Why are tragedies only measured in death counts and dollars?

sandro galea It’s critical that mental health and social supports be embedded in vulnerable areas to head off the pernicious effects of PTSD, says the dean of the School of Public Health.

A tornado tears through a mobile home park, torrential rains flood a neighborhood, a terrorist attack leaves bodies on the street.

Sometimes it seems like the casualties are still being counted when the next tragedy strikes. But beyond the grim tallies, many of the lives left behind are upended, sometimes with little notice. Left untreated for too long, PTSD can take root among survivors and witnesses, and that can lead to depression, addiction, and suicide.

And that’s exactly what Sandro Galea has an eye on.

With natural disasters as well as terrorist attacks on the rise, it’s critical, says the dean of the School of Public Health, that social and psychological supports be immediately available to residents in affected areas.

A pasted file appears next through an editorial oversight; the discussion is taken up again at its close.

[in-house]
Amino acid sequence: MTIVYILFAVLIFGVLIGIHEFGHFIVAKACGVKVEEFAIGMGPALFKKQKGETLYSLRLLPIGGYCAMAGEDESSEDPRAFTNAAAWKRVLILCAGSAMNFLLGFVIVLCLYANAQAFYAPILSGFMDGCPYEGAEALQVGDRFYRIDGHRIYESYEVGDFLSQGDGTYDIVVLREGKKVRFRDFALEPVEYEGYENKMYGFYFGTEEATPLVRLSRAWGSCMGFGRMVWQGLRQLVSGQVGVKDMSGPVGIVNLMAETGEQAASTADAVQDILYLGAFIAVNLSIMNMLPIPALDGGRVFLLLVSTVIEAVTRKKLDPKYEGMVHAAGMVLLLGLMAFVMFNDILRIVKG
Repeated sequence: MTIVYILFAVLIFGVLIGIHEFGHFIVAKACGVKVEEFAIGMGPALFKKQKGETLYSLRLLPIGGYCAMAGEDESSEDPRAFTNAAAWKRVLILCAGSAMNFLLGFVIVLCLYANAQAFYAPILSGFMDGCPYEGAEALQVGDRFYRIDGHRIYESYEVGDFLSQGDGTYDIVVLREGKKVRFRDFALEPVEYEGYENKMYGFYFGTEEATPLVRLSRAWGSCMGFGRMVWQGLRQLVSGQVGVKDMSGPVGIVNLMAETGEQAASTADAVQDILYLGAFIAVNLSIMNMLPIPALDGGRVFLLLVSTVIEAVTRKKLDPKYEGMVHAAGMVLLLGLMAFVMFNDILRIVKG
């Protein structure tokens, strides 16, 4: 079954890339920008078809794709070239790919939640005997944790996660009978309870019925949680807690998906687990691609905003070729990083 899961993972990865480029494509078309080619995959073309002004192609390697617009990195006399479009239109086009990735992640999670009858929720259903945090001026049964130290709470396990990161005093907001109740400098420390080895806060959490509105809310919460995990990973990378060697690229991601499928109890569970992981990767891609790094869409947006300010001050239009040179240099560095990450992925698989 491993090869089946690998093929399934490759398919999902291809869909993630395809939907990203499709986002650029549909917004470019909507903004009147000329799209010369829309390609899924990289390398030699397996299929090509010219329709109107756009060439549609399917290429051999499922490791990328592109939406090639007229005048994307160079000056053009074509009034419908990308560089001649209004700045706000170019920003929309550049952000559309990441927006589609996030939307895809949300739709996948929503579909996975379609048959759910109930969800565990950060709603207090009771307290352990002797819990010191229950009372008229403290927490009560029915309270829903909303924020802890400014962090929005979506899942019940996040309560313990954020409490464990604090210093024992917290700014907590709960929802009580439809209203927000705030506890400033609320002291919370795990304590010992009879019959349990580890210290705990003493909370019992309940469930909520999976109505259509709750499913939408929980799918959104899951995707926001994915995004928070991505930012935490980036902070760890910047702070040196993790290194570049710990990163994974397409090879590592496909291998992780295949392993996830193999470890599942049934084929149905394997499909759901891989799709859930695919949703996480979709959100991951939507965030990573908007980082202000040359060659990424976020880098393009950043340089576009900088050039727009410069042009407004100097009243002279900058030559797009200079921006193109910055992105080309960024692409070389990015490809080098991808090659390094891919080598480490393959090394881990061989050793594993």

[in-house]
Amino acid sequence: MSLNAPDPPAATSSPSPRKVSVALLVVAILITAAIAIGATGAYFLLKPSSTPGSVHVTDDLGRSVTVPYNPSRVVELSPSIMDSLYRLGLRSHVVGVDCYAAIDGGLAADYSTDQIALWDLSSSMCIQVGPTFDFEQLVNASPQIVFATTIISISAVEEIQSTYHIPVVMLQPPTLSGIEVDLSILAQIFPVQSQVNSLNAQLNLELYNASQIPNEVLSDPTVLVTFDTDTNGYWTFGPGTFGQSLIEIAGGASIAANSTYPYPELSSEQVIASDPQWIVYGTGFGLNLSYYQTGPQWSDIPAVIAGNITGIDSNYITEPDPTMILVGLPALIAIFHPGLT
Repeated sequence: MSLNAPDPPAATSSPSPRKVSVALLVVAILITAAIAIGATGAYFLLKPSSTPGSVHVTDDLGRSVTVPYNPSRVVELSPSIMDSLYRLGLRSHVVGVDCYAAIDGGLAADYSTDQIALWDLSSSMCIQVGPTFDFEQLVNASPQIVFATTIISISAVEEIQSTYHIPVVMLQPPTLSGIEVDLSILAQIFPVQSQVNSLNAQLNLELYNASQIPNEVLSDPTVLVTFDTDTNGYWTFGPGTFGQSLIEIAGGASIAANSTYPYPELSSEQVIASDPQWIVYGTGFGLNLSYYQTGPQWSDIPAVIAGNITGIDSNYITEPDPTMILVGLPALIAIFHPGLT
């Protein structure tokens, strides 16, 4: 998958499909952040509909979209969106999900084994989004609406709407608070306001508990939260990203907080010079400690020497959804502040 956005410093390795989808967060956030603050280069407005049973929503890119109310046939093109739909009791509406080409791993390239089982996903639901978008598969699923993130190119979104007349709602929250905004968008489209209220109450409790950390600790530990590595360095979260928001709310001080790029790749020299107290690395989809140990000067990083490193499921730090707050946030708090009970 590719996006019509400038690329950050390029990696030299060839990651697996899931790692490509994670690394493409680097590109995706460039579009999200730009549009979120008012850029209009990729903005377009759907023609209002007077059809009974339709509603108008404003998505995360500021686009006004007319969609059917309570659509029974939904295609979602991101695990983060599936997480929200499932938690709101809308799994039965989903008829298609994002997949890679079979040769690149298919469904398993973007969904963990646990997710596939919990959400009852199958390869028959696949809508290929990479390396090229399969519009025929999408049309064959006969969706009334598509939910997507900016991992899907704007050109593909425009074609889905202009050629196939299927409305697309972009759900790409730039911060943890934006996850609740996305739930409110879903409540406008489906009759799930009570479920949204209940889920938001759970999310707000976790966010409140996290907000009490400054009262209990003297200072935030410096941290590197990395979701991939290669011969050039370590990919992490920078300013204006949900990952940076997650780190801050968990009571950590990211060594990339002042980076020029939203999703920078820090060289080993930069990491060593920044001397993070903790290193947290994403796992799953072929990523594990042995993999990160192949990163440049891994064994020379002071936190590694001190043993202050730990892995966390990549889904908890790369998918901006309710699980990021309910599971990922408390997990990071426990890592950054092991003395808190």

Several of the studies Galea coauthored this year delved into psychological resiliency of towns and cities in the wake of natural catastrophes such as hurricanes. He noted the high value of social cohesion within affected communities and urged mental health services be established in at-risk areas. In another study, Galea focused on tragedies caused by terrorism. He and his colleagues studied social media posts in relation to their proximity to the Paris terrorist attacks. Since emotional responses are typically predictive of long-term mental health needs, the authors note, if analyzed in real time, psychological help could be sent to areas of turmoil much like an ambulance.

“In the same way that first responders are guided toward those most in need when disaster strikes, longer-term mental health consequences could also be mitigated through early detection,” Galea says.